A pneumatic bucket removal means is shown, in which ridge 32, 32a of a straight-walled bucket serves as a pressure-maintaining gasket impinging against the mold core as the bucket is removed therefrom by pressured air.

Mold core 60, which has separated from a mold cavity half, exposes the freshly-molded bucket 10 positioned about its exterior.

Pusher means 62 comprises a shaft for pressing against the bucket interior, for assisting in removal of the bucket from core 60. As shown, shaft 62 may be only about 3/8 of an inch in diameter and serves to assure the proper removal of the bucket from the core in automated operation. A great portion of the removing force is provided by pneumatic means as described below.

Shaft 62 reciprocates in a chamber 64 defined in mold core 60, with the inner end of shaft 62 defining a piston head 66. Chamber 64 is closed at its lower end by means of seal 68.

O-rings 70, 72 are provided respectively about the periphery of piston member 66, and shaft 62 at the upper end of chamber 64.

Inlet air pressure line 73 communicates with the lower portion 74 of chamber 64, to impel rod 62 outwardly by pressurized air, forcing bucket 10 off of mold core 60. Pressurized air conduit 76 is provided to cause piston 66 and shaft 62 to withdraw by pressurization of upper portion 78 of chamber 64, so that shaft 62 can reciprocate back and forth for bucket molding removal operation.

Pneumatic line 80 communicates with cylindrical channel 82 in mold core 60, in which shaft 62 reciprocates. The upper portion 84 of rod 62 is positioned in closer tolerance to the diameter of channel 82 than the lower portion, so that sealing action against the pressurized air from conduit 80 is provided when rod 62 is in its retracted position. However, when rod 62 begins to advance, a larger flow conduit for air from line 80 is thus provided, to flow into the space between bucket 10 and mold core 60. The pressurized air tends to urge the bucket to slide outwardly off of the mold core.

Fourth pneumatic line 86 communicates with an annular recess 88 in mold core 60, which recess is positioned to receive the annular inwardly extending ridge 32 of bucket 10 as shown in FIG. 7. Annular recess 88 contains a ring member 90, which may be a split ring made of material cut away from the remainder of core 60 to make the annular recess 88 in the first place, and then reattached. Split ring 90 is reattached within annular recess 88 to define flow paths 92, 94 about the inner peripheries of split ring 90, with flow paths 92, 94 being preferably generally annular in shape, with the exception of necessary support members 96, which are intermittently positioned to support and carry split ring 90, with the flow paths 92, 94 surrounding support member 96 to permit free flow of air through the flow paths about the support members 96.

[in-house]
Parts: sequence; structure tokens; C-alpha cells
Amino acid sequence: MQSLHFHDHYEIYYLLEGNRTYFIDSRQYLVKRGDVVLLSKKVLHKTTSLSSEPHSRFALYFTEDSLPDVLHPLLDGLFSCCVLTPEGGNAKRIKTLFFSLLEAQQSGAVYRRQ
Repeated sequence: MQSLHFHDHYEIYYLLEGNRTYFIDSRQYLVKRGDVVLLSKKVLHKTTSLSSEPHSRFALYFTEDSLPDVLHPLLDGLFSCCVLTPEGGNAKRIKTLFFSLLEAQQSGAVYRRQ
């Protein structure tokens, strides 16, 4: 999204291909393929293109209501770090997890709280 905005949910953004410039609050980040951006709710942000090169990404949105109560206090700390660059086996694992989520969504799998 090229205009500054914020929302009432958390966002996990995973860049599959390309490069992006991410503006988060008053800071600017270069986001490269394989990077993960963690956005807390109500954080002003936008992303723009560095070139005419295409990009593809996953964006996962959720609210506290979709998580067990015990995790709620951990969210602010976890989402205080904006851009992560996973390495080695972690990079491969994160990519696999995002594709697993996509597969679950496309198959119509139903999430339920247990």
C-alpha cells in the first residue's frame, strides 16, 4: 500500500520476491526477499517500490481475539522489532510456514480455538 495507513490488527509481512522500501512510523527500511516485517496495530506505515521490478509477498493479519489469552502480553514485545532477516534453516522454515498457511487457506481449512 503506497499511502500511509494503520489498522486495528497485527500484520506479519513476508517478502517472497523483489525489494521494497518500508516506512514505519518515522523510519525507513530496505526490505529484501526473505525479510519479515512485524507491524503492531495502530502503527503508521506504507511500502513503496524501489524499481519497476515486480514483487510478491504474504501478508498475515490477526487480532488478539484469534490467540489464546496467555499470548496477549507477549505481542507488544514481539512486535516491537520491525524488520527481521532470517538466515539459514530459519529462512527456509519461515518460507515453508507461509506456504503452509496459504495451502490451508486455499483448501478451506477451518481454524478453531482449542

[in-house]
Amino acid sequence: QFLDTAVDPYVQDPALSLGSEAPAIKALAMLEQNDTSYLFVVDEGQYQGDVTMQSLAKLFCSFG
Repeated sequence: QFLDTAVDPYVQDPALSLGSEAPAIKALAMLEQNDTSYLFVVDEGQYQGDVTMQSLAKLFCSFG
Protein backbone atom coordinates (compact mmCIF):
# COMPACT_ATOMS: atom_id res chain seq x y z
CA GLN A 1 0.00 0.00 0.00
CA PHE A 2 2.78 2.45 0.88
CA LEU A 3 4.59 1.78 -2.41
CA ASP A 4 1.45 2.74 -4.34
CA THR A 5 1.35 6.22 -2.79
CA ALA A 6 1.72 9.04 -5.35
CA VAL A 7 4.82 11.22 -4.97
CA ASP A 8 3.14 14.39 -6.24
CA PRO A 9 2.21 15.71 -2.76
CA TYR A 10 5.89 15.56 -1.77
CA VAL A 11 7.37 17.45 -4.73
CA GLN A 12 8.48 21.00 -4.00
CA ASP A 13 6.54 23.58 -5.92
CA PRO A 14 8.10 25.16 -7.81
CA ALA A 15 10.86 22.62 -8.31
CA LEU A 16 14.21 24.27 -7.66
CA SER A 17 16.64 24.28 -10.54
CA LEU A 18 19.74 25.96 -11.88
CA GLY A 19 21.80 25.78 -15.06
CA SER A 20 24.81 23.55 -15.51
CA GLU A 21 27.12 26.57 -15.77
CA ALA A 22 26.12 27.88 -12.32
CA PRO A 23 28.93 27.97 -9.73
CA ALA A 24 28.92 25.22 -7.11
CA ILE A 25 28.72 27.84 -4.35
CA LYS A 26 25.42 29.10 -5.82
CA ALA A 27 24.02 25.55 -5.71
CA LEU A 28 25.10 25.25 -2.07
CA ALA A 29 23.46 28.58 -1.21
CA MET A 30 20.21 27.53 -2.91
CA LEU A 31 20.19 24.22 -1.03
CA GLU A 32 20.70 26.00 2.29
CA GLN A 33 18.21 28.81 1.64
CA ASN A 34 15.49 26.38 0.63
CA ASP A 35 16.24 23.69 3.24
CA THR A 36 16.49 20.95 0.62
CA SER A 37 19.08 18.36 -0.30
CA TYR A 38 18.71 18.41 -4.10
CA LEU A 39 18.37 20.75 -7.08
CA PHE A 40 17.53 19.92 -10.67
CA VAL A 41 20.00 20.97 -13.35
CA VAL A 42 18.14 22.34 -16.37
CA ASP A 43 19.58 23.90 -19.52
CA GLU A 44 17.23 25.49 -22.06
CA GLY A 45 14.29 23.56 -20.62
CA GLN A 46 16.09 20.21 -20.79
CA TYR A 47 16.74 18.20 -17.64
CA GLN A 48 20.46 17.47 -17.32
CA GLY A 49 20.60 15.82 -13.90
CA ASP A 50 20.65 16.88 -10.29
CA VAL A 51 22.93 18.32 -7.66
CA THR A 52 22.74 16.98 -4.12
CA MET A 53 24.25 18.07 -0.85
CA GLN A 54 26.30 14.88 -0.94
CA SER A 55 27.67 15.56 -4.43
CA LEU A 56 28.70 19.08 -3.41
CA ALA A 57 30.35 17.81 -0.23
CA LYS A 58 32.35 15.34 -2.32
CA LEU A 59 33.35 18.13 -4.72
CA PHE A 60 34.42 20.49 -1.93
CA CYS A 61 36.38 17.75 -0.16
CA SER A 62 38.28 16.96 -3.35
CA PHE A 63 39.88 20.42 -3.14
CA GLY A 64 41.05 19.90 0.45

Preferably, annular flow channels 92, 94 have a width or thickness of essentially 0.0005 to 0.002 inch, typically 0.001 inch, with their optimum thickness depending upon the viscosity of the molding compound and the pressure of molding. It is preferred to select a thickness which is sufficient to allow the flow of air into the inner surface area 102 of bucket 10 while at the same time being sufficiently narrow that molding compound is incapable of flowing significantly into the air supply channels 92, 94 during the molding process.

Accordingly, to facilitate the removal of lip 16 of bucket 10 from the mold core, pressurized air can pass through conduit 86 into annular manifold 98, from where it can flow into generally annular flow paths 92, 94 about the inner peripheries of split ring 90. From there, the air enters into contact at apertures 100 with the inner surface of bucket 10 providing flowing pressurized air to the general area of inner bucket surface 102 which abuts split ring 90 and related portions of mold core 60.

Split molding ring 104 (FIG. 5), which is utilized in the molding process for the formation of the outer surface of lip 16 of the bucket 10, is retracted during the bucket removal step of the molding operation, as shown in FIG. 5. Accordingly, upon pressurization of flow channels 92 and 94, lip 16 and inner annular projection 32 of bucket 10 can be forced outwardly by stretching through the action of the pulse of pressurized air. At the same time, as shown in FIG. 6, pressurized air passing through line 80 blows bucket 10 outwardly off of the mold core, with facilitated action since lip 16 and annular projection 32 are at least partially out of the annular recesses of the mold core which defines them during the molding process.

Typically, the air pressure in each of lines 73, 76, 80 and 86 may range between 80 to 120 psi., with a typical pressure being about 100 psi. However, the respective pressures of each line may be adjusted as desired for optimum results in each specific molding situation.

While a large variety of molding compounds may be used in accordance with this invention, one specific and successful molding compound is the polyethylene resin sold by the Dow Chemical Company as No. 12065. If desired, from two to six percent by weight of a microbead glass filler may be added for strengthening of the resin material.

In accordance with this invention, a plastic bucket is provided having an annular inwardly projecting ring near its lip which serves both as a splash retarding ring and a brush wiping member, and also serves to increase the hoop strength of plastic buckets. By this invention, these buckets may be easily molded on a non-collapsible core, even when the buckets are of straight-walled characteristics, using a simple, non-collapsible core if desired for efficient, rapid molding operation with a mold that needs little maintenance.

The above has been offered for illustrative purposes only, and is not intended to limit the invention of this application, which is as defined in the claims below.